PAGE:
Recently, I had the opportunity to watch a group of Tibetan monks as they worked to complete a sand mandala at a local university. For six consecutive days, seven hours a day, they labored to create the design, which they filled in with sand released from a metal funnel called a ‘chak-pur.’ On the final day, the mandala was displayed for public viewing and a closing ceremony held.
And then, just like that, they swept it up.
How is it possible to create something and then so nonchalantly, destroy it?
How do they place a flower in the middle of their design, continue to bisect it with neat lines until it resembles the pie piece from Trivial Pursuit, and then sweep it away? How do they smile during the whole insane process?
Before my mandala experience, I had always believed there was some sort virtue in saving one’s creative work for posterity. As Westerners, we want to house our works of art in climate-controlled museums. I, for one, still possess all of my Thanksgiving turkey drawings from elementary school and all of my book reports from high school. They reside in a large, plastic tote in the basement, where I avoid them like the plague.
Perhaps I have not yet reached the critical stage of personal evolution where I am not seized by the urge to throw myself atop the completed sand mandala, like a human shield, to prevent the process of dissembling. Maybe I can find a piece of glass and carefully put it atop the design? There’s certainly enough room in the Student Union to just keep this thing here, some supply closet or something, isn’t there?
That, of course, would defeat the purpose.
Mandalas, in other words, are made to be broken.
According to Tibetan Buddhists, everything — including pleasure, pain, happiness and unhappiness — is impermanent, subject to change.
The mandala-making process illustrates the central tenets of Buddhist philosophy: denial of ego, non-attachment and impermanence. To cling to a particular social identity — be it occupation, appearance, social standing or a personal relationship — is a form of violence to the spirit. A mandala, however beautiful, meaningful or inspirational, is essentially impermanent as well.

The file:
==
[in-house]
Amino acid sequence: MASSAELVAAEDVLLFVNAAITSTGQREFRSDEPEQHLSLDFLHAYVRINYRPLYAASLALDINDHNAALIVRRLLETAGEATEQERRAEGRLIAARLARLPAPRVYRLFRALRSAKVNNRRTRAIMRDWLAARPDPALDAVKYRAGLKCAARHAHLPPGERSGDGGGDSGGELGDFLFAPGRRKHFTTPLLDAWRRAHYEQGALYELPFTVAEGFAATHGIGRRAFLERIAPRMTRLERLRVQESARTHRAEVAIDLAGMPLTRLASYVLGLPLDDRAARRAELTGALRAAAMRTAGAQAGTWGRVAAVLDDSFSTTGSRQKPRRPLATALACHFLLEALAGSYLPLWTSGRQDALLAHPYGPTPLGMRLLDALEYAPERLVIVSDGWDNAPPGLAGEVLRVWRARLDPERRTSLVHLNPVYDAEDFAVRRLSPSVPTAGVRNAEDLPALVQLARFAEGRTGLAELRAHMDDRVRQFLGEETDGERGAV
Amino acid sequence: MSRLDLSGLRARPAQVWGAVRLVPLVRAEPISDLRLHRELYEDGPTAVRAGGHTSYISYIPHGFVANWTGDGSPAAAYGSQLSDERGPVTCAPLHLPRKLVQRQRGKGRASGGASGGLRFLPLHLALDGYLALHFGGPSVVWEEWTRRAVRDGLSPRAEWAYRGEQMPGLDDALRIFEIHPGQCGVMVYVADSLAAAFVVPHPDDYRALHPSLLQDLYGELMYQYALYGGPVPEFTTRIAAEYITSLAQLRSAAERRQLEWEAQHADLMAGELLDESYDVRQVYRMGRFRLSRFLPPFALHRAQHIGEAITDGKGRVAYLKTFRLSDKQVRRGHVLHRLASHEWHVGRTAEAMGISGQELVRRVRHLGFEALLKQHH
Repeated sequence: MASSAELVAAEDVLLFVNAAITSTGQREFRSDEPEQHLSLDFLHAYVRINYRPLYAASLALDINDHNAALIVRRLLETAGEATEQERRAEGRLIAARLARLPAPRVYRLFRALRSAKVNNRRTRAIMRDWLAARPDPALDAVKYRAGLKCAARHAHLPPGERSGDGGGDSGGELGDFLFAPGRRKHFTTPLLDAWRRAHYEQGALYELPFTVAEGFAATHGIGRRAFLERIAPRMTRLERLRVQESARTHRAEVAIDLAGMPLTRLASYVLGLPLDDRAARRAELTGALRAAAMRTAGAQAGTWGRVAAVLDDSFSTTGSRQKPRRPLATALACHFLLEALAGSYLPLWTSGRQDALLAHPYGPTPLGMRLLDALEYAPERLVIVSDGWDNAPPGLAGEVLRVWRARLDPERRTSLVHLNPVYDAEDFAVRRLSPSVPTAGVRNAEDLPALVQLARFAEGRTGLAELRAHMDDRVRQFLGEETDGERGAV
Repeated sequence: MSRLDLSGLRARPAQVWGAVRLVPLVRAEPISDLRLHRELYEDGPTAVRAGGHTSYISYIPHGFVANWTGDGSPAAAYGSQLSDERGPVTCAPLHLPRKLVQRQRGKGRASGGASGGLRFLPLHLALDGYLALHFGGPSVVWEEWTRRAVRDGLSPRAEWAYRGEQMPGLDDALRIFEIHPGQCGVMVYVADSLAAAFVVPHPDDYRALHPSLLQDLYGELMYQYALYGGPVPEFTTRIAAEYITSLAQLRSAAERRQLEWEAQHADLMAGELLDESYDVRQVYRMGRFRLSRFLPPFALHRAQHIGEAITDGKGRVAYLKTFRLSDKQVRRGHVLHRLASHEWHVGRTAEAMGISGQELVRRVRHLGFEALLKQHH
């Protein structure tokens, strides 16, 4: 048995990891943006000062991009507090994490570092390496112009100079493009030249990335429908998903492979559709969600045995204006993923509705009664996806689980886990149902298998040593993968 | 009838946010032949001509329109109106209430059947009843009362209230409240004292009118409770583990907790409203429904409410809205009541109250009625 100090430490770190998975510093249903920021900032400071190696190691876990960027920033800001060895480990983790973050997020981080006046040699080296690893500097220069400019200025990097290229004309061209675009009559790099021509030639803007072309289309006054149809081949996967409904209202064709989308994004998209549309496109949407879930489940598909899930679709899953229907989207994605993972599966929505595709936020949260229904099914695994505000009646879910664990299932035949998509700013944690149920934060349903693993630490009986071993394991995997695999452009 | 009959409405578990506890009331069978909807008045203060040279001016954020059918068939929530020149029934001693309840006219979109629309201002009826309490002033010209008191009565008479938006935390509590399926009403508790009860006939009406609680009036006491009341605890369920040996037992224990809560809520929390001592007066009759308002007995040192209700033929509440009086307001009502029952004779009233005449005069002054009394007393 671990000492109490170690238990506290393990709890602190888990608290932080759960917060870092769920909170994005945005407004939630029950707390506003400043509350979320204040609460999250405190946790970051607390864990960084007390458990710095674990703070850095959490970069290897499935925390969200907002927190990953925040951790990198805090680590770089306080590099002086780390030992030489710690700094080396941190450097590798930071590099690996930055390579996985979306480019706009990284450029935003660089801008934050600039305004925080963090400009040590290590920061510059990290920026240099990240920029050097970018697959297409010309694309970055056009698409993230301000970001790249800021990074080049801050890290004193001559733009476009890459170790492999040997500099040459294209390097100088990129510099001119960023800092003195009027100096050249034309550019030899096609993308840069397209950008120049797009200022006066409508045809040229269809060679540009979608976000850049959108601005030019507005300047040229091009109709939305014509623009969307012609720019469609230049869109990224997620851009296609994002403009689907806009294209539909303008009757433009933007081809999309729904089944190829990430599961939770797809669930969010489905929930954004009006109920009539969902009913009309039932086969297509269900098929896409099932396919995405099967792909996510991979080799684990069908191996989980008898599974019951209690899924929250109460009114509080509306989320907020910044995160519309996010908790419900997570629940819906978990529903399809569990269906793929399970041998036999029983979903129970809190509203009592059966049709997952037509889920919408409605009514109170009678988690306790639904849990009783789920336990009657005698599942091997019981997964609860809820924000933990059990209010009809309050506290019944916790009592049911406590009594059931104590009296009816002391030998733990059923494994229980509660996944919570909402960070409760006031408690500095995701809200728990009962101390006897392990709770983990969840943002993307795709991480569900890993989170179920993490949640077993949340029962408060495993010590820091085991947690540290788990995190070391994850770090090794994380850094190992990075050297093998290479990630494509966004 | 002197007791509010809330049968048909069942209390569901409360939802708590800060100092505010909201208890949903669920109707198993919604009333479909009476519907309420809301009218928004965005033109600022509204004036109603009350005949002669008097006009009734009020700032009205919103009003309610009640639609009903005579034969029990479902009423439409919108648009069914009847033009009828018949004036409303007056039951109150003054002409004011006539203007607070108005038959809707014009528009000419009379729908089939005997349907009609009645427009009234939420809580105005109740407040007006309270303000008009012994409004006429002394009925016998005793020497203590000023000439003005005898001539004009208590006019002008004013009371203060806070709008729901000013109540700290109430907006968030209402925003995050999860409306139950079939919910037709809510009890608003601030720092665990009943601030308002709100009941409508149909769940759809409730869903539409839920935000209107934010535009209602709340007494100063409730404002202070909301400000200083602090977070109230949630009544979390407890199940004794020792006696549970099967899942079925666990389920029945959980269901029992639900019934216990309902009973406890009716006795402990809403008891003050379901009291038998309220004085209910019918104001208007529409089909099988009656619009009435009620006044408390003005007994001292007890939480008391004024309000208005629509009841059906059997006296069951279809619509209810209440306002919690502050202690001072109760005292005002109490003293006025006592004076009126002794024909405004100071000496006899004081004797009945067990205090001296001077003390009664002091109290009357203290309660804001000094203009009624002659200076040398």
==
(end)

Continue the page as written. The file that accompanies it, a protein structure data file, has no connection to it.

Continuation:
Remember that old adage about loving something enough to let it go?
The eternal dance of destruction/creation/sustaining is a motif common to many of the world’s faith traditions. Likewise, yoga practice illustrates the concept of impermanence. On certain days, we feel mentally, emotionally and spiritually connected to our bodies. On other days, not so much. The practice of yoga is meant to destroy tightness and rigidity to create clarity and openness. This plateau persists for a while, until more destruction is warranted.
In the Tibetan culture, the forces of life and death, creation and destruction are inextricably woven into the fabric of daily lives. There, atop the roof of the world, mountain winds slice through with the zeal of screaming banshees. Sometimes they rip up the fragile soil on dangerous mountain footpaths to reveal the skeletons of those who had gone before.
The natural world is well versed in this process as well. The summer season melts into fall, the fall into winter; during this time, earth lies dormant, preparing for the renewal of spring. As the mandala is swept up, it actually bears an uncanny resemblance to The Big Bang. The sand lingers there on the table of creation, a misty, amorphous bowl of primordial soup. The flower serves as the singularity without which we would not exist.
I wonder what came before our universe. Did God use a paintbrush just like these monks, for tracing and bisecting and sweeping up?
As the monks give me a small bag of sand from the mandala, I contemplate the value of destruction in the creative process. As a writer, I sometimes long for that big bang, that fresh, new idea. I realize I am often too reluctant to scrap what has come before, to create, in my reality, a place for the new. I judge myself. It must be perfect, my ego-body says with the malevolent gaze of a Roman emperor releasing a crop of pretty-good ideas to a coliseum filled with lions.
So, I procrastinate. I do the dishes. I watch some television. I take a nap.
Hello, writer’s block.
How to approach my creative process much like the monks, distributing colored sand with the aid of chak-purs? How can I just allow the process to flow, with the understanding that what I write must be destroyed many times in order to be created and re-created anew? How can I maintain a sense of humor while doing this? Is it possible for me to smile while hacking apart the pages it took me a week to write?
Autumn leaves crackle underfoot as our somewhat unorthodox procession, accompanied by the sound of traditional Tibetan instruments, winds its way to a local stream. It was the perfect fall afternoon in Western Pennsylvania. The monks wear traditional red robes and saffron-colored headpieces that crest forward like waves against a shoreline. Eventually, we arrive at the stream. The monks chant, at first sharp and staccato, and then softer, more flowing, the circular, twangy cadence of the moving water. They release the sand, along with milk and flowers, into the stream.
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